There’s also mortgage loan insurance. The amount you’ll pay for this is flexible, depending on how much of a down payment you make. Basically, if you put more down you have to buy less insurance, and if you put 20% down you don’t need to get mortgage loan insurance at all.

Your mortgage professional can help you figure out if it’s smart for you to put more down or not.

For example, let’s say you buy a $325,000 house and will put 5% down. That will mean you pay about $11,000 in mortgage insurance. But if you put 10% down, you only have to give about $7,000 to the CMHC, saving $4,000 over the 10 years or so of the term.

Sounds great, doesn’t it? But that will mean you’re spending an extra $16,000 or so on your down payment out of your pocket. The big question is what could that money be doing for you if you invested it elsewhere. Maybe it could be earning you more money if it was in an RRSP, for example.

Right now interest rates are averaging around 2.5%, so it would make more sense to make a 5% down payment. But if you were paying, say 6% the story would be different.

That’s why you talk to your mortgage professional first – they’ll help you figure this out.

3. You Don’t Pay Me a Cent

That’s right – I study the market, show you the right kinds of properties, negotiate for you and represent your interests, but you don’t pay me. And while I do have fun, I don’t work for free either. My fee is actually paid by the listings agent – the realtor representing the person selling their home.

What I Do

I am here to protect you. If needed I even protect you from yourself. The excitement of buying a home can be overwhelming, and it’s too easy for the inexperienced to get carried away. Part of my job is to act as a reality check.

Part of my job is to make sure you look past the cosmetic surface of the home and make sure you get what you really need. I’ve had clients who say they don’t like a property because of something that’s an easy fix, like the paint colour. I look past that to make sure it meets the requirements that you set out in the beginning, like location or number of bedrooms.

When the Going Gets Tough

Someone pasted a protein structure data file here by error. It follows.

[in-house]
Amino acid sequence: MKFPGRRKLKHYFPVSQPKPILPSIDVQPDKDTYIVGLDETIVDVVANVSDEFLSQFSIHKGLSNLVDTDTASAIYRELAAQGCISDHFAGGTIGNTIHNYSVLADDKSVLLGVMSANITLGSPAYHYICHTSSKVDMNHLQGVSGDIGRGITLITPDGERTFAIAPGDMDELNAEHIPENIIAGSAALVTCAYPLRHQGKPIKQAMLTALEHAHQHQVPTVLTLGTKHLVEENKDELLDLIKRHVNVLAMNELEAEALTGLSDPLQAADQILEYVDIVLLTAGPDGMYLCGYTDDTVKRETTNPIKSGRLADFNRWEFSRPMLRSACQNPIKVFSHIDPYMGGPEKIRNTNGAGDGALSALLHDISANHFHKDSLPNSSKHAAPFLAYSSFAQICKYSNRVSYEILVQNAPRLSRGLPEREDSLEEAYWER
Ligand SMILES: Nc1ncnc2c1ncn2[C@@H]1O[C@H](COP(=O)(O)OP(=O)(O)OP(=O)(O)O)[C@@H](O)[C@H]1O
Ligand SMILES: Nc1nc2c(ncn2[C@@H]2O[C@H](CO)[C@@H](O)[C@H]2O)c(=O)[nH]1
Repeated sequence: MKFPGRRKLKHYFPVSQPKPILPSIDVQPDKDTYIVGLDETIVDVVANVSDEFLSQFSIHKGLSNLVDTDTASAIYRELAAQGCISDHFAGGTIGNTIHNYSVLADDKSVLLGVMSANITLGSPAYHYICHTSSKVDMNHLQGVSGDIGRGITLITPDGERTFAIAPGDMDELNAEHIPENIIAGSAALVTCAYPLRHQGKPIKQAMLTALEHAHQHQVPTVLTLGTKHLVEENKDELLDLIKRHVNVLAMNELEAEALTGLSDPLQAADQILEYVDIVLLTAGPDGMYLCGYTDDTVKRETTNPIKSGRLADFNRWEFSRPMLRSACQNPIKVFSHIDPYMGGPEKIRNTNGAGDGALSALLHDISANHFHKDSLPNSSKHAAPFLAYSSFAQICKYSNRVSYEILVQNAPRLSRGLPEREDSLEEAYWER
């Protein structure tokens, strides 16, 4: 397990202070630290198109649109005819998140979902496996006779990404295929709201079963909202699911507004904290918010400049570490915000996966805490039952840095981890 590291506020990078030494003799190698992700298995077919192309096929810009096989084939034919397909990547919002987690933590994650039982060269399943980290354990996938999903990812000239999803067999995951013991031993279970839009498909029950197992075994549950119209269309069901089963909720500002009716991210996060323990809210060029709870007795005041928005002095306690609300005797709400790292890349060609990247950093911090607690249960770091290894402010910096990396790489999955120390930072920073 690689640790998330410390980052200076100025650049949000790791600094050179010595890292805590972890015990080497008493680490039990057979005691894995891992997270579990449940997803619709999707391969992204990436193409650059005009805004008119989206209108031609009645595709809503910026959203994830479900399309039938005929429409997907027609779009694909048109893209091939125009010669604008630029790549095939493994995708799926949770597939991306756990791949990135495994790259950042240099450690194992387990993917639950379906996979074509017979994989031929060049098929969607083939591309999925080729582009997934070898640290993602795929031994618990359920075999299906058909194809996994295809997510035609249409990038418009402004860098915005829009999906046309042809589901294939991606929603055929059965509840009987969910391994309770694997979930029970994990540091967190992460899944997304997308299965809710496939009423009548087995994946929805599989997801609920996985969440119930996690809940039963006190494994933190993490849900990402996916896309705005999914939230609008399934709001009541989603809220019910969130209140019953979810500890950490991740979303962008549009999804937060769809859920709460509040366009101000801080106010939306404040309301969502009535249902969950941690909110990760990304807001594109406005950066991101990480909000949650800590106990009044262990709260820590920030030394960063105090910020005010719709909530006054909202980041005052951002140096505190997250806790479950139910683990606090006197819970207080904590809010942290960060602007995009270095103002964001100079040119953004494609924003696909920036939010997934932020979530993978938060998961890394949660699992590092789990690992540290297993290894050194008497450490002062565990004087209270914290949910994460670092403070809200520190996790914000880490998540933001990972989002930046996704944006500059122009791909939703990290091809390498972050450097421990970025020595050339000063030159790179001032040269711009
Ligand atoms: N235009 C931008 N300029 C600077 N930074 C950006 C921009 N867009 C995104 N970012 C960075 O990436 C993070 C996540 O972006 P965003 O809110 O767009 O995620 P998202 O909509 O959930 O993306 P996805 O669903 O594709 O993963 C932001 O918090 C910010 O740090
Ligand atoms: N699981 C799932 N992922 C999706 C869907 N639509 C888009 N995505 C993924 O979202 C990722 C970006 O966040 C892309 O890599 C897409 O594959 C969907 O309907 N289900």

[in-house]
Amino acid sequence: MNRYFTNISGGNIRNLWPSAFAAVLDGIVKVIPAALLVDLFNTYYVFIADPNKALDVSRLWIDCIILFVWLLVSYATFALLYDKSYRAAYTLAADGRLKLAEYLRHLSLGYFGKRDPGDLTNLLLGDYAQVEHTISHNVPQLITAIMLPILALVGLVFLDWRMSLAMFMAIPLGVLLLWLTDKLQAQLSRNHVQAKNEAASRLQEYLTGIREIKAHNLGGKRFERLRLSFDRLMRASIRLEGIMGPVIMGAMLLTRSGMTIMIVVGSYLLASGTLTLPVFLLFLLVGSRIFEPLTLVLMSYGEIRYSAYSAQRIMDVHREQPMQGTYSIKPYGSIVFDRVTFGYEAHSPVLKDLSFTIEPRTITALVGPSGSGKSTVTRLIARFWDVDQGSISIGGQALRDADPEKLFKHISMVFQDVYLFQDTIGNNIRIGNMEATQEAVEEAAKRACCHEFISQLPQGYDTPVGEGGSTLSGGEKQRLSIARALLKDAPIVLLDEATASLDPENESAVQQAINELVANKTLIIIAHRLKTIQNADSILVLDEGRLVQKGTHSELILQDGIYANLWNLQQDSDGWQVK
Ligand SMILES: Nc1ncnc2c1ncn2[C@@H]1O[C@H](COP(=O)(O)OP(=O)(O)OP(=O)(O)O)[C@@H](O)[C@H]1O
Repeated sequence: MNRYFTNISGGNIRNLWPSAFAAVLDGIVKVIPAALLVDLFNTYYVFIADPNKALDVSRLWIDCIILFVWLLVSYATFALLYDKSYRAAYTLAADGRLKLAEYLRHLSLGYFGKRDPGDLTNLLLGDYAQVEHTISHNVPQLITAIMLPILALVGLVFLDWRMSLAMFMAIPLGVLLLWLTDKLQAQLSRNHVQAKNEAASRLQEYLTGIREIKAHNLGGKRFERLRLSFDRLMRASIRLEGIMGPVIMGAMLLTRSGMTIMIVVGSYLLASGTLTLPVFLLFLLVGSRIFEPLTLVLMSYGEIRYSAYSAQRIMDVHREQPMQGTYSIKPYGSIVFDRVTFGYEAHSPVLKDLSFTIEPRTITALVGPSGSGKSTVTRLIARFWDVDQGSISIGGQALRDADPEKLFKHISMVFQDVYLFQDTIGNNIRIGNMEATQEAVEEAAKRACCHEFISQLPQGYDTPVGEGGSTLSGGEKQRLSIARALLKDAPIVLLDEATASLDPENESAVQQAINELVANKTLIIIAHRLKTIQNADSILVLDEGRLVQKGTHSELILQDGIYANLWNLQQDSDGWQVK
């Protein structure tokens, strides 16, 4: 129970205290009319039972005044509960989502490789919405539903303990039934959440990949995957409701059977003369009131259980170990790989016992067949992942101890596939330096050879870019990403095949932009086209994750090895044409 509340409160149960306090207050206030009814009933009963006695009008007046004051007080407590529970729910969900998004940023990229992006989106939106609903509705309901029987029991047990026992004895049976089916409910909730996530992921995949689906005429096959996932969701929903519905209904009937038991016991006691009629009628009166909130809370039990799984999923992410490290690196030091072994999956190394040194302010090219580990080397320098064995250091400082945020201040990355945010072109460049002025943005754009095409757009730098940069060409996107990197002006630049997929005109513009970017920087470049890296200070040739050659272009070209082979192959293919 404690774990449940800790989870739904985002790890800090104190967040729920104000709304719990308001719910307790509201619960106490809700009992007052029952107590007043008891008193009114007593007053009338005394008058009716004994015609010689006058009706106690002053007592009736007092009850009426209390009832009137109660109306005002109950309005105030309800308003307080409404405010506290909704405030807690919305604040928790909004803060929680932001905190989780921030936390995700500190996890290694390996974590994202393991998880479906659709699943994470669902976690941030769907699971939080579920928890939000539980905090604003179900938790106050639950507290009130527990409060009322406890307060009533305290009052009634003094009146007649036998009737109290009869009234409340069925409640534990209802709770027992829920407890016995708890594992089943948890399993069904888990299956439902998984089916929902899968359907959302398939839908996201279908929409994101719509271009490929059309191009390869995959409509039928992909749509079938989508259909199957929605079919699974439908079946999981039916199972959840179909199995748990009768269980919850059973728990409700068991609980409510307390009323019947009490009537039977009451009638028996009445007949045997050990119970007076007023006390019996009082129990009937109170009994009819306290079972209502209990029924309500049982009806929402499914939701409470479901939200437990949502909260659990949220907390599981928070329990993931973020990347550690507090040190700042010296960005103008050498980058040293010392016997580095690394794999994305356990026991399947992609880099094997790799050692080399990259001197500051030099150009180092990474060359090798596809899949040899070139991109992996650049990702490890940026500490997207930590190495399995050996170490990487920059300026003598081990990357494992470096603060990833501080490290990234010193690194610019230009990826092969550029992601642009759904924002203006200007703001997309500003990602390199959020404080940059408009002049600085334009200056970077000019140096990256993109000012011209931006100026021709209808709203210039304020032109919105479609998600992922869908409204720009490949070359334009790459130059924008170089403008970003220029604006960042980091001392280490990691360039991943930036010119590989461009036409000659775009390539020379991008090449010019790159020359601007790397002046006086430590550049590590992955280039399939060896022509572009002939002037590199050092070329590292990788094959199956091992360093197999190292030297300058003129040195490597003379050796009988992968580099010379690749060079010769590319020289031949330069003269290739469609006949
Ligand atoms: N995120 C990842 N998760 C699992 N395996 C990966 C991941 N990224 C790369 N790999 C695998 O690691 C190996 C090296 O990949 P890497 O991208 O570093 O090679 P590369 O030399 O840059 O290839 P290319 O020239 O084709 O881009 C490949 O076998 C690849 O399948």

Some people don’t think they need a buyer agent. It’s true that if everything goes smoothly it can appear that you don’t need one. But what about all the times when the unexpected happens? Things can happen that will turn a simple transaction into a nightmare.

I’m talking about situations like:

  • The seller of the home you want gets multiple offers. I know there are things you can do to convince the seller to take your offer, even if it’s not the highest one.
  • The seller wants you to give ground on conditions. I know what’s reasonable and what’s essential, and can go to bat on your behalf.
  • There are hidden problems with the home that aren’t obvious to you. While I’m not a property inspector, I can often spot trouble and save you time.

When buying a home, you should:

  1. Know what you’re getting into
  2. Know what you can afford.
  3. Know who you’re paying during the process, and for what.

My fellow agent Kevin talks about even more reasons you need your own realtor when buying a home.

I’ll Get You A Great Home – Guaranteed

When I’m your agent, my job is to get you the right home, not just any home. That’s why the Paul Rushforth Real Estate team has a buy-back guarantee. It states that if you don’t love your home one year later, we’ll buy it back from you or sell it for free.

I know that if I don’t do my job right the first time, I’ll be doing it again a few months down the road – for free. If that doesn’t give you confidence when buying your first home, nothing will.

Ottawa Real Estate Agent Lisa Boutillier

Lisa Boutilier
Selling Partner/Sales Representative

Lisa keeps a watchful eye on the market for her clients. She has over 12 years’ experience as a real estate agent, and is also real estate investor herself. A top listing agent and negotiator, Lisa believes in keeping her clients fully informed at all times. She loves helping homeowners climb the property ladder and investors build up their property portfolio. Since 2003 Lisa has been working with a diverse collection of clients, from first time buyers and sellers to seniors. High end properties and estate sales are also a specialty. When she’s not busy helping clients, she loves spending time with her family.